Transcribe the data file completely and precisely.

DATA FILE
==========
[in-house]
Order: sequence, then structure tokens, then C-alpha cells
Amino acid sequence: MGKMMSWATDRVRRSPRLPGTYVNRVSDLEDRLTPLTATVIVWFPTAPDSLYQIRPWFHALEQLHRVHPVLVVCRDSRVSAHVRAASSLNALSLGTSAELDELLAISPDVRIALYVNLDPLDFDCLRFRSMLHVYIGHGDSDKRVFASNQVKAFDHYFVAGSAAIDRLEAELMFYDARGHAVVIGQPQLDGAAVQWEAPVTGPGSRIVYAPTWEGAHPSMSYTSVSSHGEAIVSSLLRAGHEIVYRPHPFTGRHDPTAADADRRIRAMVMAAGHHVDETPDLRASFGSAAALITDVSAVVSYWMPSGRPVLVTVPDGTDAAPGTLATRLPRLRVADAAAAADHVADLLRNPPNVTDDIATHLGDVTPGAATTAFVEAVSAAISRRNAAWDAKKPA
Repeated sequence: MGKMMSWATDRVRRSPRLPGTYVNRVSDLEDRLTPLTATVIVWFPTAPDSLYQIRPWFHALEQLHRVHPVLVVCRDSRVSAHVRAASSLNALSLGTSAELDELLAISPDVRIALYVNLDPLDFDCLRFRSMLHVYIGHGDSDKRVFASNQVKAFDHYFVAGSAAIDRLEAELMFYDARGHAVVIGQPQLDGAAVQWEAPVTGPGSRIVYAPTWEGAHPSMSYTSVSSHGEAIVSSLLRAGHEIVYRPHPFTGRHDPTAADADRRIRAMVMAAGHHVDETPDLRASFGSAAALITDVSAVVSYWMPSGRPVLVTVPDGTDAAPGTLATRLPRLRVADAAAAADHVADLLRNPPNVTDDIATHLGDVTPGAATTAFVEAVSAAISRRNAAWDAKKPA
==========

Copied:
[in-house]
Order: sequence, then structure tokens, then C-alpha cells
Amino acid sequence: MGKMMSWATDRVRRSPRLPGTYVNRVSDLEDRLTPLTATVIVWFPTAPDSLYQIRPWFHALEQLHRVHPVLVVCRDSRVSAHVRAASSLNALSLGTSAELDELLAISPDVRIALYVNLDPLDFDCLRFRSMLHVYIGHGDSDKRVFASNQVKAFDHYFVAGSAAIDRLEAELMFYDARGHAVVIGQPQLDGAAVQWEAPVTGPGSRIVYAPTWEGAHPSMSYTSVSSHGEAIVSSLLRAGHEIVYRPHPFTGRHDPTAADADRRIRAMVMAAGHHVDETPDLRASFGSAAALITDVSAVVSYWMPSGRPVLVTVPDGTDAAPGTLATRLPRLRVADAAAAADHVADLLRNPPNVTDDIATHLGDVTPGAATTAFVEAVSAAISRRNAAWDAKKPA
Repeated sequence: MGKMMSWATDRVRRSPRLPGTYVNRVSDLEDRLTPLTATVIVWFPTAPDSLYQIRPWFHALEQLHRVHPVLVVCRDSRVSAHVRAASSLNALSLGTSAELDELLAISPDVRIALYVNLDPLDFDCLRFRSMLHVYIGHGDSDKRVFASNQVKAFDHYFVAGSAAIDRLEAELMFYDARGHAVVIGQPQLDGAAVQWEAPVTGPGSRIVYAPTWEGAHPSMSYTSVSSHGEAIVSSLLRAGHEIVYRPHPFTGRHDPTAADADRRIRAMVMAAGHHVDETPDLRASFGSAAALITDVSAVVSYWMPSGRPVLVTVPDGTDAAPGTLATRLPRLRVADAAAAADHVADLLRNPPNVTDDIATHLGDVTPGAATTAFVEAVSAAISRRNAAWDAKKPA